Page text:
SALT LAKE CITY -- King James, for the best interests of the Heat kingdom, I am kindly asking that you drive to the basket.
No, Master Wade, it is you who has won great wars in Miami. You should be the one to shoot the ball.
OK, so it didn't go quite like that. But for much of this Miami season, stars LeBron James and Dwyane Wade were deferring too much to the other.
So what happened?
Miami got off to a 9-8 start, and its struggles elicited glee from so many who had hoped to see the team stagger. Well, there's now bad news for those who were celebrating prematurely.
The Heat (15-8) have won six straight games, the most impressive being Wednesday night's 111-98 toppling of Utah at EnergySolutions Arena. And James and Wade, two players who are similar in what they like to do on the court, are learning how to play together.
Early in the season, James, a small forward, and Wade, a shooting guard, both had their moments but there was plenty of awkwardness. It often looked as if the basketball gods, wanting to maintain some NBA competitive balance, would not permit both to play extremely well in the same game.
Rosen: LeBron and Wade Taking Turns, Not Playing Together
When James put up 35 points at home to Boston, Wade scored eight. When James had 25 points at home against Indiana, Wade managed just three.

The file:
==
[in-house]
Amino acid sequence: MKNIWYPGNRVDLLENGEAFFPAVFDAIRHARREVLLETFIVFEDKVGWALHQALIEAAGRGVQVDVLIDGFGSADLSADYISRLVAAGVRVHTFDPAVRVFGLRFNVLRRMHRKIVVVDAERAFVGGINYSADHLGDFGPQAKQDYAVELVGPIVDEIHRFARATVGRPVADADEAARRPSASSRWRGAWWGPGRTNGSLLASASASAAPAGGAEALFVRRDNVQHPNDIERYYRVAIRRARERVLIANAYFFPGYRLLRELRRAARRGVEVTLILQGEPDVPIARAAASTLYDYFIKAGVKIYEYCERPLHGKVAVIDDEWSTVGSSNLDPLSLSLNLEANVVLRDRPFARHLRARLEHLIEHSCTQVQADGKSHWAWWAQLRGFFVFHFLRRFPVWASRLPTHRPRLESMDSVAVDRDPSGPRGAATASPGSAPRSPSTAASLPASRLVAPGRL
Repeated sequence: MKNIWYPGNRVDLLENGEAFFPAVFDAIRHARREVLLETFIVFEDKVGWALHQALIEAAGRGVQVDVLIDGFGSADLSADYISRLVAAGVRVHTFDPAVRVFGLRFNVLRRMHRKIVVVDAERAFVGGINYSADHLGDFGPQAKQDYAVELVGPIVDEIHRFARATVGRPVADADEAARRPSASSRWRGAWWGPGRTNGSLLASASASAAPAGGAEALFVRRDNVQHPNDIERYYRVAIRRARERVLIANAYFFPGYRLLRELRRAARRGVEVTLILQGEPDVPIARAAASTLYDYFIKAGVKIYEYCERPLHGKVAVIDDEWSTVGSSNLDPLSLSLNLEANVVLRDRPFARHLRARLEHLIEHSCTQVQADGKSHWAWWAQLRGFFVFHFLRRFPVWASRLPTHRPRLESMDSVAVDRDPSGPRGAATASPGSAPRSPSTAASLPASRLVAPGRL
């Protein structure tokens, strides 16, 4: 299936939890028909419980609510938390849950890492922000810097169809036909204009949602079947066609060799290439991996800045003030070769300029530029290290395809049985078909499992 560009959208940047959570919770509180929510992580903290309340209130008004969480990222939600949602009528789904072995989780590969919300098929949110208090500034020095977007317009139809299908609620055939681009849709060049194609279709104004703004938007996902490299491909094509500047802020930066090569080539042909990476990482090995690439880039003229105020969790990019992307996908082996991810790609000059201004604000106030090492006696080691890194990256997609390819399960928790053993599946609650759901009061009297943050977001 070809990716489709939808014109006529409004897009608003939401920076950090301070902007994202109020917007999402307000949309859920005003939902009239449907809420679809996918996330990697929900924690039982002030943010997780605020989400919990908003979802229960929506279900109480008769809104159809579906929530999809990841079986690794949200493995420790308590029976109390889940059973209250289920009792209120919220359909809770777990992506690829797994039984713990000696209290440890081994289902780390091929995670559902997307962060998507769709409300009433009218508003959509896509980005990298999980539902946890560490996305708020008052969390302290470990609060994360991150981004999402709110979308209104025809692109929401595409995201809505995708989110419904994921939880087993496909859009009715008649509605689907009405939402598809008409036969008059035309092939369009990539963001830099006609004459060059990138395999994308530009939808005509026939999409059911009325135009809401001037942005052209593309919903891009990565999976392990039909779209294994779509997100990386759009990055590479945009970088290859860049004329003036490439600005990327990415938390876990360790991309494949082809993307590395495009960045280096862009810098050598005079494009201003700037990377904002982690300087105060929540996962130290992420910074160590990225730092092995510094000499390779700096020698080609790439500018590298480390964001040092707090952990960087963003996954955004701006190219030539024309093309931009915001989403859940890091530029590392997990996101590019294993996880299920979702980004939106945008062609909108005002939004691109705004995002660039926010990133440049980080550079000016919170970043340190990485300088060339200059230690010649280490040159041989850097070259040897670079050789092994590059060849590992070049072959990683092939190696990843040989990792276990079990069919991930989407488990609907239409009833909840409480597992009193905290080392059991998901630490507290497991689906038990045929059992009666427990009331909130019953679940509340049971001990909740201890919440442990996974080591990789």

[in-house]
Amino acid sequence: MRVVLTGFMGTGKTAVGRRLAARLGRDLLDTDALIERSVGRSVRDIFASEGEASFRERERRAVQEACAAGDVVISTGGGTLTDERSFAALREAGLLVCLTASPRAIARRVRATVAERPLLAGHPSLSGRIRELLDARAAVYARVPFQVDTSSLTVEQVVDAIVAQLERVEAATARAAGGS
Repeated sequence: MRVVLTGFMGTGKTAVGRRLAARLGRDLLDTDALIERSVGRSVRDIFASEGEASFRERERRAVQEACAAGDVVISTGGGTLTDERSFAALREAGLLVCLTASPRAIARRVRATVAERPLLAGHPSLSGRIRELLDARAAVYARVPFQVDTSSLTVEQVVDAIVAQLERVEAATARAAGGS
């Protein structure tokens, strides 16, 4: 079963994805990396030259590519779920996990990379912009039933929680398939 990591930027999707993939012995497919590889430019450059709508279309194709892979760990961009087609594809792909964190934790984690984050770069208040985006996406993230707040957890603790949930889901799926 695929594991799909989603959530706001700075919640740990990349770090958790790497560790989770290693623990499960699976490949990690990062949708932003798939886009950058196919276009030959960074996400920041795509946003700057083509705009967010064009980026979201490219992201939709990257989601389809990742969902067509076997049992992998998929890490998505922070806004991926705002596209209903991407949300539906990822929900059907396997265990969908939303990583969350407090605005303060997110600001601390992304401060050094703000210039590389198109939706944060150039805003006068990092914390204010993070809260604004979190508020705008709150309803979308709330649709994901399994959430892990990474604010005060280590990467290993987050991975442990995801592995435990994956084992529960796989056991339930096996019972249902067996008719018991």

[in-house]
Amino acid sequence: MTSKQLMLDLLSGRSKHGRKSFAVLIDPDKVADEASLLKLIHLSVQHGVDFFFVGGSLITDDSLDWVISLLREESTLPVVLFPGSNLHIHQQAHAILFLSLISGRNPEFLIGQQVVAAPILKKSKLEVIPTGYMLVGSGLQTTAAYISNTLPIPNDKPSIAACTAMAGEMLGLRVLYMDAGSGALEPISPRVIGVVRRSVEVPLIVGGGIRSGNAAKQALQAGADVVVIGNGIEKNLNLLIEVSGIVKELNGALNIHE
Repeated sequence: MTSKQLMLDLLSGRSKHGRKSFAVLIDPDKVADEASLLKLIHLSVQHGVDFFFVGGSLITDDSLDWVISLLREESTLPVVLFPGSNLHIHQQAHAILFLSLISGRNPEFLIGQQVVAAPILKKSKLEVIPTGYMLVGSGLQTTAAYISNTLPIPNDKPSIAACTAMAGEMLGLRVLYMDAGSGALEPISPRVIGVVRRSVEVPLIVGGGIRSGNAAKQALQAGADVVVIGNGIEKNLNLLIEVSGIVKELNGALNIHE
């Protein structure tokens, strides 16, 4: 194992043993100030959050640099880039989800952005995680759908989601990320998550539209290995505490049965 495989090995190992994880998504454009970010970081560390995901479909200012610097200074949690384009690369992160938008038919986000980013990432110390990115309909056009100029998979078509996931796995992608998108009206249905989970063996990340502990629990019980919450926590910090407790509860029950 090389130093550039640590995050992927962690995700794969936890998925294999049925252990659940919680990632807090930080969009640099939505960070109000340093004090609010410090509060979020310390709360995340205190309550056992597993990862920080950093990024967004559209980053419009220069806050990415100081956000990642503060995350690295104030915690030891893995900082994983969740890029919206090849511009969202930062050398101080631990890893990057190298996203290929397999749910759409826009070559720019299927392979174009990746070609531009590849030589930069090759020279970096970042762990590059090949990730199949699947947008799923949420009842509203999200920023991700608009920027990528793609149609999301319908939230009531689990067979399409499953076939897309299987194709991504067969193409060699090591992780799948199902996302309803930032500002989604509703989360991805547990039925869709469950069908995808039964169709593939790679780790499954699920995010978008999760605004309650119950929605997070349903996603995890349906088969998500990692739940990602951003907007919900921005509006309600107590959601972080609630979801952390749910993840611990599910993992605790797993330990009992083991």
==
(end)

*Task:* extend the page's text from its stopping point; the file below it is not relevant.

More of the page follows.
When Wade rung up 39 points in the first meeting this season against Utah in Miami, James scored 20. When Wade had 28 at New Orleans, James managed 20 on 6-of-16 shooting.
It's worth noting all of the above games were losses.
But James on Wednesday scored 33 points and Wade had 28. It marked the first time this season both scored 28 or more in the same game.
"We were looking for each other too much, and it was hurting our game, which was hurting our team play,'' James said of earlier in the season. "I was brought here and D-Wade was re-signed here for us to be ourselves and we weren't being ourselves because we were trying to be too unselfish. It's crazy to say when you're too unselfish it hurts the team. But it was hurting the team because we were looking for each other and there were too many turnovers early in the season. But we just figured it out, just playing our game, and as a result of us playing great the last few weeks.''
In the six-game winning streak, James is averaging 26.3 points to raise his seasonal average to 24.1 and Wade 23.8 to up his mark to 22.0. The streak has seen James shoot 54.3 percent to raise his seasonal mark to 46.5 and Wade shoot 57.4 percent to raise his to 47.7.
"It was just a change for both of us to want to look for him and want to give him the ball, but also you want your greatness to show,'' Wade said. "We can play the way we play. But, if we don't have it, get off it and we got another guy on the other side that can do some damage. ... I think of late we're playing great together. We feel great on the court together. I don't think we look that terrible right now as people said we did earlier.''
Both looked great Wednesday. James shot 12-of-20 and Wade 9-of-14. James had nine assists and Wade had four, which shows neither is becoming fully unselfish.